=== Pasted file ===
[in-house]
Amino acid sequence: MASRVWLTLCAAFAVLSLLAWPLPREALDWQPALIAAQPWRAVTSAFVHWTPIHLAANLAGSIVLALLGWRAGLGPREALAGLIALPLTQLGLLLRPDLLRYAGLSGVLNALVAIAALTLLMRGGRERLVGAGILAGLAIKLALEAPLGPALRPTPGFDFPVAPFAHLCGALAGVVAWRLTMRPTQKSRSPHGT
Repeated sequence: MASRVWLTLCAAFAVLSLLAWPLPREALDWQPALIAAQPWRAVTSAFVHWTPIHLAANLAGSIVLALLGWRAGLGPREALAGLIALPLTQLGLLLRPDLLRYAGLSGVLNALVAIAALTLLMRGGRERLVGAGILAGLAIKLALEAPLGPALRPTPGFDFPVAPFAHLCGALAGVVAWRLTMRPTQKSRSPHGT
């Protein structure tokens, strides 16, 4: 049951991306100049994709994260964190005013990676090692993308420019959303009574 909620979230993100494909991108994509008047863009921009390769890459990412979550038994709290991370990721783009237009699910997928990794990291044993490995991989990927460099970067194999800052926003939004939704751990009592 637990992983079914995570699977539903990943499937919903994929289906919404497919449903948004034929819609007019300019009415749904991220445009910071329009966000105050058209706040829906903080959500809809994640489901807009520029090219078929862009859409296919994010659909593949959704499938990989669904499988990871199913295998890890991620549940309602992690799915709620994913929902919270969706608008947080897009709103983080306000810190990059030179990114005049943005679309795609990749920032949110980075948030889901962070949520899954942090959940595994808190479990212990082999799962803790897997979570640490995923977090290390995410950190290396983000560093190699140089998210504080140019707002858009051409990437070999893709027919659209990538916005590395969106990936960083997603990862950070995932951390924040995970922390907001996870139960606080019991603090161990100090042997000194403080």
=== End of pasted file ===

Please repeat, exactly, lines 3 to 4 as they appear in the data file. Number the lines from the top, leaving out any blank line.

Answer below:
Repeated sequence: MASRVWLTLCAAFAVLSLLAWPLPREALDWQPALIAAQPWRAVTSAFVHWTPIHLAANLAGSIVLALLGWRAGLGPREALAGLIALPLTQLGLLLRPDLLRYAGLSGVLNALVAIAALTLLMRGGRERLVGAGILAGLAIKLALEAPLGPALRPTPGFDFPVAPFAHLCGALAGVVAWRLTMRPTQKSRSPHGT
């Protein structure tokens, strides 16, 4: 049951991306100049994709994260964190005013990676090692993308420019959303009574 909620979230993100494909991108994509008047863009921009390769890459990412979550038994709290991370990721783009237009699910997928990794990291044993490995991989990927460099970067194999800052926003939004939704751990009592 637990992983079914995570699977539903990943499937919903994929289906919404497919449903948004034929819609007019300019009415749904991220445009910071329009966000105050058209706040829906903080959500809809994640489901807009520029090219078929862009859409296919994010659909593949959704499938990989669904499988990871199913295998890890991620549940309602992690799915709620994913929902919270969706608008947080897009709103983080306000810190990059030179990114005049943005679309795609990749920032949110980075948030889901962070949520899954942090959940595994808190479990212990082999799962803790897997979570640490995923977090290390995410950190290396983000560093190699140089998210504080140019707002858009051409990437070999893709027919659209990538916005590395969106990936960083997603990862950070995932951390924040995970922390907001996870139960606080019991603090161990100090042997000194403080």